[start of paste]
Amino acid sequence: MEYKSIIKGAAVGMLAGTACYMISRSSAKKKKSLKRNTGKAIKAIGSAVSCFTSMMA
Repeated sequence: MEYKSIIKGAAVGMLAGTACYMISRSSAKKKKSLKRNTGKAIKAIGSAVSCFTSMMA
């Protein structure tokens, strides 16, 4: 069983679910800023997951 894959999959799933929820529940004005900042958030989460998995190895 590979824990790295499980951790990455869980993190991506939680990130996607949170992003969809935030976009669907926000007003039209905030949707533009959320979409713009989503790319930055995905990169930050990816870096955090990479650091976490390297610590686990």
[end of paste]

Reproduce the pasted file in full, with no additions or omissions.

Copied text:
Amino acid sequence: MEYKSIIKGAAVGMLAGTACYMISRSSAKKKKSLKRNTGKAIKAIGSAVSCFTSMMA
Repeated sequence: MEYKSIIKGAAVGMLAGTACYMISRSSAKKKKSLKRNTGKAIKAIGSAVSCFTSMMA
């Protein structure tokens, strides 16, 4: 069983679910800023997951 894959999959799933929820529940004005900042958030989460998995190895 590979824990790295499980951790990455869980993190991506939680990130996607949170992003969809935030976009669907926000007003039209905030949707533009959320979409713009989503790319930055995905990169930050990816870096955090990479650091976490390297610590686990």